Tai Chi helping residents with physical and mental health

Resident Marketa Ebert does a Tai Chi demonstration during the 2018 Riderwood’s Got Talent Variety Show

By Bob Merikangas
Resident Writer

Here at Riderwood, residents have facilities and staff to help them in their health and fitness activities, such as the Fitness Centers and the Wellness Studio. As reported in the August issue, a chair yoga class is held in the Village Square Music Room. There is also an opportunity to participate in Tai Chi, which people may not have known much about before moving here. The Fall 2018 catalog for the Prince George’s Community College SAGE Program describes the courses at Riderwood, and the Montgomery College Workforce Development & Continuing Education schedule lists the course “Tai Chi for Physical and Mental Wellbeing” at the Rockville Campus.

What is Tai Chi? What are some other opportunities to learn to practice it?

Tai Chi is an ancient Chinese martial art which was originally used for combat and self-defense, with or without weapons. In order to fight well, students had to train their strength, balance, flexibility, physical coordination, and ability to stay focused and calm in stressful situations. Many Tai Chi forms and exercises were developed by Tai Chi masters over hundreds of years. Yang style Tai Chi, which is taught at Riderwood, is the most popular, and is practiced by millions of people worldwide. Most people practice Tai Chi because they enjoy the graceful, flowing movements and the improvement in their balance and physical fitness. Medical studies have shown that it has many health benefits for older adults, especially fall prevention.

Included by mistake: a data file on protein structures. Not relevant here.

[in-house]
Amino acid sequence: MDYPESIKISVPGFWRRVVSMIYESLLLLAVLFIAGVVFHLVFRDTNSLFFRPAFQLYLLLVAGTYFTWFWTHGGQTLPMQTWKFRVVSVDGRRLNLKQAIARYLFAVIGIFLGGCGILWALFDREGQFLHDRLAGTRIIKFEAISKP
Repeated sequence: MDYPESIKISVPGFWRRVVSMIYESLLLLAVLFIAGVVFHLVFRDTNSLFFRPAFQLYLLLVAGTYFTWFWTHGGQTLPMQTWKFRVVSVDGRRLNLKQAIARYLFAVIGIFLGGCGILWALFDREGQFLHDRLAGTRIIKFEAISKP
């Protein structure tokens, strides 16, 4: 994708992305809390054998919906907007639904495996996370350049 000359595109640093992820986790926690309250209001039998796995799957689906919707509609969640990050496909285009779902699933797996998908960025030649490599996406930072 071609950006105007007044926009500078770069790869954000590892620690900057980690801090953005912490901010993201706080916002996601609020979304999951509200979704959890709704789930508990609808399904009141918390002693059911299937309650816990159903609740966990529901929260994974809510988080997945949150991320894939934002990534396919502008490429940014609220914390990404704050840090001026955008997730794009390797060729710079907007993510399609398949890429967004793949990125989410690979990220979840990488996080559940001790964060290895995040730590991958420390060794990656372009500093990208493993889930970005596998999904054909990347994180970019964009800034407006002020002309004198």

Marketa Ebert has been taking Riderwood Tai Chi classes since 2014. She has enjoyed Tai Chi so much she decided to study it in more depth. In addition to the Riderwood classes, she attends a Tai Chi studio in Takoma Park called Wu Shen Tao where she is learning Tai Chi sword forms and push hands – an exercise performed with a partner. The goal is to use Tai Chi principles to make the other person lose their balance. Recently she participated in the 30th International Kuo Shu Federation tournament in Hunt Valley, MD. She competed in intermediate Yang Tai Chi form, intermediate Tai Chi Sword and Limited Step Push Hands and received first place in all three. She is looking forward to competing in the advanced category next year! Marketa fills in as leader when Master Chang is not here for a session.

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